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Old 03-31-2018, 08:15 PM   #1 (permalink)
 
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Default There must be a trick...

.. but I can't figure it out. And the search doesn't seem to pull an answer. So here it is. Is there a trick to evenly polish threads on "plastic" material? What I have tried (toothbrush, cotton rag, blue workshop towel) can't seem to reach the "valleys". Tried with a few plastic polish compounds to no avail.
If it makes a difference, I am working with galalith.
Thank you for any help!
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Old 03-31-2018, 10:46 PM   #2 (permalink)
 
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Fred, I am interested in the answers you may get so I am piggy-backing (subscribing) on your thread !

Hope you don't mind ... LOL
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Old 03-31-2018, 11:05 PM   #3 (permalink)
 
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When I need to get my threads super shiny I use flame polishing. I use a very small tip in a propane torch. Make sure you get some practice on a few pieces first, there is a sweet spot, like fast but not too fast.
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Old 04-01-2018, 12:59 AM   #4 (permalink)
 
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I don’t think the flame polishing is a good idea on the vintage materials. Best usually is to cut the threads as clean as you can to start with. A lubricant like cooking oil helps but not a petroleum based one. Petroleum oils and solvents can be detrimental to plastics. You might try some of the non-waxed flosses to hold the polish. Either single strands is several held together but not twisted. That’s all I can suggest.
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Old 04-01-2018, 01:05 AM   #5 (permalink)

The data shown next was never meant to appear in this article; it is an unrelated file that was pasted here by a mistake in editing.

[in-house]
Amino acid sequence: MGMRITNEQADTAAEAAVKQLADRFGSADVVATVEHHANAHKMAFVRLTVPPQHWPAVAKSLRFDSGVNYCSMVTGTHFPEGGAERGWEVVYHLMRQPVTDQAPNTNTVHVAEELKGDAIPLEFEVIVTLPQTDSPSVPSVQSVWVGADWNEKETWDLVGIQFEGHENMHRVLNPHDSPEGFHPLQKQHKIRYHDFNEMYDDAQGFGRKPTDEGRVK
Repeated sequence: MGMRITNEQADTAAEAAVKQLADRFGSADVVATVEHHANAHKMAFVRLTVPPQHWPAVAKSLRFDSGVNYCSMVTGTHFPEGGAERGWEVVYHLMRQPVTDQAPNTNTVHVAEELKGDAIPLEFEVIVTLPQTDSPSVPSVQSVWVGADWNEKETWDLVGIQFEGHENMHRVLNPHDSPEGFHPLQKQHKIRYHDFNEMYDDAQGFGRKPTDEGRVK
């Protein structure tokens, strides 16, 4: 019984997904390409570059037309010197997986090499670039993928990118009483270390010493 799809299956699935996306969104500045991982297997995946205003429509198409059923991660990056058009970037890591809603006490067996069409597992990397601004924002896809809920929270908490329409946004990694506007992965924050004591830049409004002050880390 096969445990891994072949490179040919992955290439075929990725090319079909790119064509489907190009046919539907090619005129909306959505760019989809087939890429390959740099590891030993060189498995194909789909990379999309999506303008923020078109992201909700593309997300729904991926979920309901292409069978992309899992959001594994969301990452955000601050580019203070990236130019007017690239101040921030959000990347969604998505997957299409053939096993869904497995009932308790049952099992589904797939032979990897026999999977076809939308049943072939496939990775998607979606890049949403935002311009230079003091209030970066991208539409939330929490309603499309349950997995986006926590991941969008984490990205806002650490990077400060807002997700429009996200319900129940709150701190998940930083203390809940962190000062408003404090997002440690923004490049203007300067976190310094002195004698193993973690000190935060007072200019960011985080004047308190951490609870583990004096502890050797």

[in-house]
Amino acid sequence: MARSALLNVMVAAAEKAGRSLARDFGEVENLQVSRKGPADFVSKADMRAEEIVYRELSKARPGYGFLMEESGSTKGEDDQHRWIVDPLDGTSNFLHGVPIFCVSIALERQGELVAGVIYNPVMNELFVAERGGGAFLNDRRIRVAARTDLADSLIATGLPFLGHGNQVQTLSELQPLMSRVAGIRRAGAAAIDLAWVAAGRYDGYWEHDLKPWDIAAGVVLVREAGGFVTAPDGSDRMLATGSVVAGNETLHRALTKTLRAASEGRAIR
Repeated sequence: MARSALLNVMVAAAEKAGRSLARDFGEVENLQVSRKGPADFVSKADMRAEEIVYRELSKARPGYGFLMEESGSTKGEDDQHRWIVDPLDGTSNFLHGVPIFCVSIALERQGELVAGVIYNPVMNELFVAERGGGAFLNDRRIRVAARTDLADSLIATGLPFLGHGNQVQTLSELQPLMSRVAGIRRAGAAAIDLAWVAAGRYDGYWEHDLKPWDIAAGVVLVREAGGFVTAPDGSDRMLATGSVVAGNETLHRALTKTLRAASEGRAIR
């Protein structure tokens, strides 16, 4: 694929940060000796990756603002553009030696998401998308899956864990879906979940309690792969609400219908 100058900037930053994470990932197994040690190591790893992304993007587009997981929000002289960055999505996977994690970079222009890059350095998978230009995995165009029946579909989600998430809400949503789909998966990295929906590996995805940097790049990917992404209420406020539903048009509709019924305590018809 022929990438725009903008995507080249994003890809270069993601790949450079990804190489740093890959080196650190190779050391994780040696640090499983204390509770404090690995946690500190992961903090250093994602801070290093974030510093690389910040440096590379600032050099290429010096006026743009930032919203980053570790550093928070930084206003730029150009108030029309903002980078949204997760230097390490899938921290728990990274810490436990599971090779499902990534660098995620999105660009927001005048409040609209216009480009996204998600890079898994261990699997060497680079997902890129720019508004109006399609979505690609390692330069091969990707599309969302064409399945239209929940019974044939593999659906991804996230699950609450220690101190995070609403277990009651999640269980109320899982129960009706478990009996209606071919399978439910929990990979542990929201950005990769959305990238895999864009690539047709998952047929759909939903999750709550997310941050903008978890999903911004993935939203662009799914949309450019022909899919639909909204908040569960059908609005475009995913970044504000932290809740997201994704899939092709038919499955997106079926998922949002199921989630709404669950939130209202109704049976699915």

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Iíve used polish on the threads using the cap to polish the body by threading it on and off. For metal threads Iíve used Braso the same way.


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Old 04-01-2018, 01:08 AM   #6 (permalink)
 
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Curly, I find your comments very helpful as always. But why not twisted together ?
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Old 04-01-2018, 03:29 AM   #7 (permalink)
 
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If you twist it it would be like string and not get to the bottom where loose strands pulled tight would conform to the V form of the thread. That's my theory and I'm sticking to it. :)
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Old 04-01-2018, 03:33 AM   #8 (permalink)
 
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Sounds perfectly reasonable ... I get what you meant now. .... to take advantage of the smallest fibre diameter possible.
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Old 04-01-2018, 09:09 AM   #9 (permalink)
 
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My answer involves a way to spin a buff wheel. If you have a motor off of something else, or a method of attaching to your lathe, or even a drill could work (just take longer), just mount a string buff and buff the threads without any pressure on the wheel. Let the ends of the wheel just touch the material.
Don't linger, it will heat up and melt or distort the threads.

A string buff is designed to stay cool, and to reach complex shapes without cutting the details. They work great on plastics.

I would use two compounds, which requires two individual wheels. One wheel, one compound. Never apply different compounds to the same wheel.
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Old 04-01-2018, 03:49 PM   #10 (permalink)
 
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Thank you everybody for the suggestions!!
That piece might have been doomed from the beginning, I used WD40 as the lubricant not sure but I won't do it again.
John thank you for the buffing wheel idea. I don't have one for the lathe but I have some with my Dremel tool. I had only one string wheel on hand and gave it a try. That's probably the most promising thing I have used and I could see it do the trick. It didn't completely work though, but it could well be because I futzed with that piece for a while already and might have ruined it. On my way to remaking it right now :) And I can use the doomed piece to try the other suggestions!!
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